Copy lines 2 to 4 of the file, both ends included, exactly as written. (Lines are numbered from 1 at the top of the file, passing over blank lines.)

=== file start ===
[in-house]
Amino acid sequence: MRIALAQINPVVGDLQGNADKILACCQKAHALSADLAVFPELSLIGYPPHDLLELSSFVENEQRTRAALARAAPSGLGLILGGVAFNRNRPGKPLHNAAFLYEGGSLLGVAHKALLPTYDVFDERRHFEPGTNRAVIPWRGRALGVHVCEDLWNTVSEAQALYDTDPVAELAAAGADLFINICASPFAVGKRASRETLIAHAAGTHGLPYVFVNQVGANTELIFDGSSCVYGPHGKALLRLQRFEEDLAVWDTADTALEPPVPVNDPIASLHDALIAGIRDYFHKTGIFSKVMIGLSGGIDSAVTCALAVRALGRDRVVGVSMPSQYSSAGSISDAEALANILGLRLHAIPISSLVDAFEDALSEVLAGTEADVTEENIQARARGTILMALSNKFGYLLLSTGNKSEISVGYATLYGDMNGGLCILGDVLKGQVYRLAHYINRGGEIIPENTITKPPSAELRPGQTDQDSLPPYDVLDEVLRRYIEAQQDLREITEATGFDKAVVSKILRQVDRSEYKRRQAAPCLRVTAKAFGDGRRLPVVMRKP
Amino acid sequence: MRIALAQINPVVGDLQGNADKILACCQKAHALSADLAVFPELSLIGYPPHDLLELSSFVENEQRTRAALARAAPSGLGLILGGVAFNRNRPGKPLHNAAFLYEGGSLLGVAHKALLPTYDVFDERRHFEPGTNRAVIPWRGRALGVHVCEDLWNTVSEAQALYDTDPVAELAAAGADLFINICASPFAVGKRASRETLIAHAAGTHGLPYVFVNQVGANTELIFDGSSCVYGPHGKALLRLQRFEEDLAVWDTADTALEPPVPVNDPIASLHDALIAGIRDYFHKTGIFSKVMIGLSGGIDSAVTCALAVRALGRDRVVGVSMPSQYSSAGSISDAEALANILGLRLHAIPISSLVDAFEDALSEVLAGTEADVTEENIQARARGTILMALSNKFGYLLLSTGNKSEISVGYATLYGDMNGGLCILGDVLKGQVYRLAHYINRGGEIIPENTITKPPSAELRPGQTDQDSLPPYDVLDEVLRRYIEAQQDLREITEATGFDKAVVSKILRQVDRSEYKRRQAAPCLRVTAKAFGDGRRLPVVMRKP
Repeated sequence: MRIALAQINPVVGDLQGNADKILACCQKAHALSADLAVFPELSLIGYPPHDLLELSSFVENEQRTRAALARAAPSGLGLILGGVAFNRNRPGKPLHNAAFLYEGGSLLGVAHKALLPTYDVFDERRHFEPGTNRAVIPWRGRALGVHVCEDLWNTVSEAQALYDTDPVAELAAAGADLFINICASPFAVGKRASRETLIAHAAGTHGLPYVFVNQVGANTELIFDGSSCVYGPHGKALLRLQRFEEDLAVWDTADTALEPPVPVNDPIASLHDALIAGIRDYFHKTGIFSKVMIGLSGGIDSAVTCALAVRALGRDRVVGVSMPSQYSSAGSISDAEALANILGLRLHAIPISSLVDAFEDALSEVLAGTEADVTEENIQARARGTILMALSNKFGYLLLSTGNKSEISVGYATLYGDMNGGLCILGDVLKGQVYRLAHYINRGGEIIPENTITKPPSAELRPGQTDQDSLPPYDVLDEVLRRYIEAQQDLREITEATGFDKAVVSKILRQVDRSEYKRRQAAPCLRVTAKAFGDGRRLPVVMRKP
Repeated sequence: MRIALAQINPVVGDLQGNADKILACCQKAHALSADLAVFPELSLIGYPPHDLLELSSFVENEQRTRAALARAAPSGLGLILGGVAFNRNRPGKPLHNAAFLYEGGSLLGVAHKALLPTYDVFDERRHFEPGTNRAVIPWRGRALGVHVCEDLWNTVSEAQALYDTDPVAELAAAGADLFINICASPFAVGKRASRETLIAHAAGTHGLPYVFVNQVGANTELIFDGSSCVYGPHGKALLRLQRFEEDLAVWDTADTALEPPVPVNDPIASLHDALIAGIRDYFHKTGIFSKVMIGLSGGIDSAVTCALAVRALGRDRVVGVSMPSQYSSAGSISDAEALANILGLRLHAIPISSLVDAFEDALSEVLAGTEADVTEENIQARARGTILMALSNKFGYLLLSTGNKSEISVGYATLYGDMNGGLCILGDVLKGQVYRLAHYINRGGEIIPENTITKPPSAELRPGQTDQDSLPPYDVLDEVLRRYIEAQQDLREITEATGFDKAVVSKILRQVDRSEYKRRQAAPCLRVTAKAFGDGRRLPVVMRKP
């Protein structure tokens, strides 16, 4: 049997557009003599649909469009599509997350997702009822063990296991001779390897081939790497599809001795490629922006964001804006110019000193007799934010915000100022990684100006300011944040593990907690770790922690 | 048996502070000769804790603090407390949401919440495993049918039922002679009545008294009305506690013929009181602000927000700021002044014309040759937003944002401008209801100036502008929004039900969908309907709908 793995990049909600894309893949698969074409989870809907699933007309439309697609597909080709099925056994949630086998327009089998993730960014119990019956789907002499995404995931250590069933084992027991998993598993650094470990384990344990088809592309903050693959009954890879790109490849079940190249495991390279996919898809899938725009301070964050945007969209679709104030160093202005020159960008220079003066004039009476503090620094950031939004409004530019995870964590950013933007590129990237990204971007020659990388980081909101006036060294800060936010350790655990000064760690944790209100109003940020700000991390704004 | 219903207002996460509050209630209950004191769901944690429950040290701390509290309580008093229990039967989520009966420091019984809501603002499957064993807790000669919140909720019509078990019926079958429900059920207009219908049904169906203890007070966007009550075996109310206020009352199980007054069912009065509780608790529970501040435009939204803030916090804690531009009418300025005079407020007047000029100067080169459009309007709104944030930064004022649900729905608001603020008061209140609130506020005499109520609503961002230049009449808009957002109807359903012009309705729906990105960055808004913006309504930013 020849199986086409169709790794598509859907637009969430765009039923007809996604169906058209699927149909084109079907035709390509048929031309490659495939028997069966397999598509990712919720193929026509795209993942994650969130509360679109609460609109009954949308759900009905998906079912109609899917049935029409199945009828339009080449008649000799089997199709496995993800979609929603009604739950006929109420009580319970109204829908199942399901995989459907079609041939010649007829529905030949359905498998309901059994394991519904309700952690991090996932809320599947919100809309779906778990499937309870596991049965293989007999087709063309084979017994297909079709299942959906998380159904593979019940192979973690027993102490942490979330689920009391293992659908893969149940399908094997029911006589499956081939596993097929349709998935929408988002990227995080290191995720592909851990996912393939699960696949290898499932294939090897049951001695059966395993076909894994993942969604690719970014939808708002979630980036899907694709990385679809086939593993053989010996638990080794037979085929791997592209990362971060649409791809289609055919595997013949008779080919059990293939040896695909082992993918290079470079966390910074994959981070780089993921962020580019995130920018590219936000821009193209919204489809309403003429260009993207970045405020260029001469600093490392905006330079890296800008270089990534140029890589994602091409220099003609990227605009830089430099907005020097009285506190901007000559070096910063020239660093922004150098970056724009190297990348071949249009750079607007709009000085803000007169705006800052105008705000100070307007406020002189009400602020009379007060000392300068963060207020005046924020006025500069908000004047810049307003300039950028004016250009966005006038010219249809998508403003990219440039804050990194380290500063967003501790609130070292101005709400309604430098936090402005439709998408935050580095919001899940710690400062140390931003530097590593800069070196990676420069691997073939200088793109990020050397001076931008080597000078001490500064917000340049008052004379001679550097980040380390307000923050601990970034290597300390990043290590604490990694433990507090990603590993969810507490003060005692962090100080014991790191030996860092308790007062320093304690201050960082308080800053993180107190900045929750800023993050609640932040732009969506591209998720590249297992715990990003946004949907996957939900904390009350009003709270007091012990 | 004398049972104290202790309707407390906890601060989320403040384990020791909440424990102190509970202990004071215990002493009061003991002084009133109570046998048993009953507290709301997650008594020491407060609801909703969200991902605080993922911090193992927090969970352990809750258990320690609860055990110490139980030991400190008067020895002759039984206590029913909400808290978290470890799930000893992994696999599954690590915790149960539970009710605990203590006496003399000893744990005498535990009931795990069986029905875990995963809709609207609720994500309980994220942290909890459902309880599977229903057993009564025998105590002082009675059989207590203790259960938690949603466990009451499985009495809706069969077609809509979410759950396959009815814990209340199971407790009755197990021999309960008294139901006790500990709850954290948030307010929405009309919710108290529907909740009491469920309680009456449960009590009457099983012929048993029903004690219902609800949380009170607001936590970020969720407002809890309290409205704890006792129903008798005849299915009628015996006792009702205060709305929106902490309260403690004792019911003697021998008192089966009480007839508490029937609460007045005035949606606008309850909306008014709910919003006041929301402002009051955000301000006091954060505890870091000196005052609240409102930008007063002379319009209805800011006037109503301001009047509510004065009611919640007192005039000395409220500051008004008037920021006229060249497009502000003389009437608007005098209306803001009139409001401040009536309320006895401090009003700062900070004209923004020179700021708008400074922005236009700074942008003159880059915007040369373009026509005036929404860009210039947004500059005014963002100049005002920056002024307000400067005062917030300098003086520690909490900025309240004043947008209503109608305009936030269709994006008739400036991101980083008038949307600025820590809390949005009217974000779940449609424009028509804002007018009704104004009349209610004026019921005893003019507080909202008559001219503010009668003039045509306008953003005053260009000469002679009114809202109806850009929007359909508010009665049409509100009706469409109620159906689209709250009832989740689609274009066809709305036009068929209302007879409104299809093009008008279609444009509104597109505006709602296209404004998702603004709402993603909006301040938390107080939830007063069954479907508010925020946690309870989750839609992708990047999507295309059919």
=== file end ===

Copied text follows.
Amino acid sequence: MRIALAQINPVVGDLQGNADKILACCQKAHALSADLAVFPELSLIGYPPHDLLELSSFVENEQRTRAALARAAPSGLGLILGGVAFNRNRPGKPLHNAAFLYEGGSLLGVAHKALLPTYDVFDERRHFEPGTNRAVIPWRGRALGVHVCEDLWNTVSEAQALYDTDPVAELAAAGADLFINICASPFAVGKRASRETLIAHAAGTHGLPYVFVNQVGANTELIFDGSSCVYGPHGKALLRLQRFEEDLAVWDTADTALEPPVPVNDPIASLHDALIAGIRDYFHKTGIFSKVMIGLSGGIDSAVTCALAVRALGRDRVVGVSMPSQYSSAGSISDAEALANILGLRLHAIPISSLVDAFEDALSEVLAGTEADVTEENIQARARGTILMALSNKFGYLLLSTGNKSEISVGYATLYGDMNGGLCILGDVLKGQVYRLAHYINRGGEIIPENTITKPPSAELRPGQTDQDSLPPYDVLDEVLRRYIEAQQDLREITEATGFDKAVVSKILRQVDRSEYKRRQAAPCLRVTAKAFGDGRRLPVVMRKP
Amino acid sequence: MRIALAQINPVVGDLQGNADKILACCQKAHALSADLAVFPELSLIGYPPHDLLELSSFVENEQRTRAALARAAPSGLGLILGGVAFNRNRPGKPLHNAAFLYEGGSLLGVAHKALLPTYDVFDERRHFEPGTNRAVIPWRGRALGVHVCEDLWNTVSEAQALYDTDPVAELAAAGADLFINICASPFAVGKRASRETLIAHAAGTHGLPYVFVNQVGANTELIFDGSSCVYGPHGKALLRLQRFEEDLAVWDTADTALEPPVPVNDPIASLHDALIAGIRDYFHKTGIFSKVMIGLSGGIDSAVTCALAVRALGRDRVVGVSMPSQYSSAGSISDAEALANILGLRLHAIPISSLVDAFEDALSEVLAGTEADVTEENIQARARGTILMALSNKFGYLLLSTGNKSEISVGYATLYGDMNGGLCILGDVLKGQVYRLAHYINRGGEIIPENTITKPPSAELRPGQTDQDSLPPYDVLDEVLRRYIEAQQDLREITEATGFDKAVVSKILRQVDRSEYKRRQAAPCLRVTAKAFGDGRRLPVVMRKP
Repeated sequence: MRIALAQINPVVGDLQGNADKILACCQKAHALSADLAVFPELSLIGYPPHDLLELSSFVENEQRTRAALARAAPSGLGLILGGVAFNRNRPGKPLHNAAFLYEGGSLLGVAHKALLPTYDVFDERRHFEPGTNRAVIPWRGRALGVHVCEDLWNTVSEAQALYDTDPVAELAAAGADLFINICASPFAVGKRASRETLIAHAAGTHGLPYVFVNQVGANTELIFDGSSCVYGPHGKALLRLQRFEEDLAVWDTADTALEPPVPVNDPIASLHDALIAGIRDYFHKTGIFSKVMIGLSGGIDSAVTCALAVRALGRDRVVGVSMPSQYSSAGSISDAEALANILGLRLHAIPISSLVDAFEDALSEVLAGTEADVTEENIQARARGTILMALSNKFGYLLLSTGNKSEISVGYATLYGDMNGGLCILGDVLKGQVYRLAHYINRGGEIIPENTITKPPSAELRPGQTDQDSLPPYDVLDEVLRRYIEAQQDLREITEATGFDKAVVSKILRQVDRSEYKRRQAAPCLRVTAKAFGDGRRLPVVMRKP